The Ambassadors of Canada, Croatia, Czech Republic, Finland, France, Germany, Hungary, Italy, the Netherlands, Norway, Poland, Romania, Spain, Sweden, the United Kingdom and the United States condemn the excessive and lethal use of force by Iraqi security forces and armed groups since 24 January against peaceful protestors, including in Baghdad, Nasiriya and Basra.

Despite assurances by the government, security forces and armed groups continue to use live fire in these locations, resulting in multiple deaths and injuries of civilians, while some protestors face intimidation and abduction.

The Ambassadors call on the government to respect freedoms of assembly and the right to protest peacefully, as enshrined in Iraq’s constitution, and on all protestors to maintain the peaceful nature of the movement.

The Ambassadors call on the government to guarantee credible investigations and accountability for the over 500 deaths and thousands of injuries of protesters since 1 October.

(Source: British Embassy)

By Amnesty International. Any opinions expressed are those of the author, and do not necessarily reflect the views of Iraq Business News.

Protest death toll surges as security forces resume brutal repression

Chilling eyewitness testimonies and verified video analysis by Amnesty International confirm that security forces have resumed their campaign of deadly violence against largely peaceful protesters in Baghdad and cities in southern Iraq, the organization has warned.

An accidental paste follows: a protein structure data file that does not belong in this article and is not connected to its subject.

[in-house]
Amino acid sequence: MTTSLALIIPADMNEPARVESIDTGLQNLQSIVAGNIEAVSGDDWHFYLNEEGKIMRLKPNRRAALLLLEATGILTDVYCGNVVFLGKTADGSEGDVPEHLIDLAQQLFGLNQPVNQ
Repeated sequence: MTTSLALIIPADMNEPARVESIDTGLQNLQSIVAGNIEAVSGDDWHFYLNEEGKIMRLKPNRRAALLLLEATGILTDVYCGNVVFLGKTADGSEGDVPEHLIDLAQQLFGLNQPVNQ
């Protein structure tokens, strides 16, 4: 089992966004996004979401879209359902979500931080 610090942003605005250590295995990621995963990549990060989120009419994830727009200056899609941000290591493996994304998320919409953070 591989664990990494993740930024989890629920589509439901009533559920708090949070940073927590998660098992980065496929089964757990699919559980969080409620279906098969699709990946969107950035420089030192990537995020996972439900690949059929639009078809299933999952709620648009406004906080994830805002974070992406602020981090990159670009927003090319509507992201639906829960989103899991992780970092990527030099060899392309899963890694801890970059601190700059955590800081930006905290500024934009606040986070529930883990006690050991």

The crackdown on renewed protests from 20-22 January saw at least 10 people killed in Baghdad, Basra, Karbala and Diyala, according to the Iraqi High Commission for Human Rights, while activists in Basra reported two additional deaths yesterday. Scores have been injured and arrested, with some subjected to torture and other ill-treatment in custody.

The organization’s Crisis Evidence Lab verified videos from several flashpoints in recent days, confirming live ammunition is once again being used against unarmed protesters, and the first use of deadly military-grade tear gas grenades observed since November.

More here.

(Source: Amnesty International)

The State Company for Petrochemical Industries has announces to all manufacturers and producers companies registered inside & outside of Iraq and all investor s to participate in below project according to the technical specification and commercial conditions which could be obtained from our company at Basra Khor Al-Zubair against non-refundable amount of (2,000,000) Iraqi diners and from our company’s web site : www pchem.gov.iq or M. web site: www.industry.gov.iq

Offers should be submitted in three enclosed envelopes with the stamp of company’s name. The first envelop technical offer, second commercial offer and the third contain the following documents .(the financial statements of last two years , certificate of companies registration, and the offers validity should be for not less than three months) these offers should be submitted to our company at Basra khur Al-Zubair or( send the original hard copy through registerd mail by DHL, TNT,…etc to our P. box 933 Basra\Iraq if it is safe & guarantee to reach our company) .

Our company is not committed to accept the lowest offer prices and announcement fee will be paid by the winner.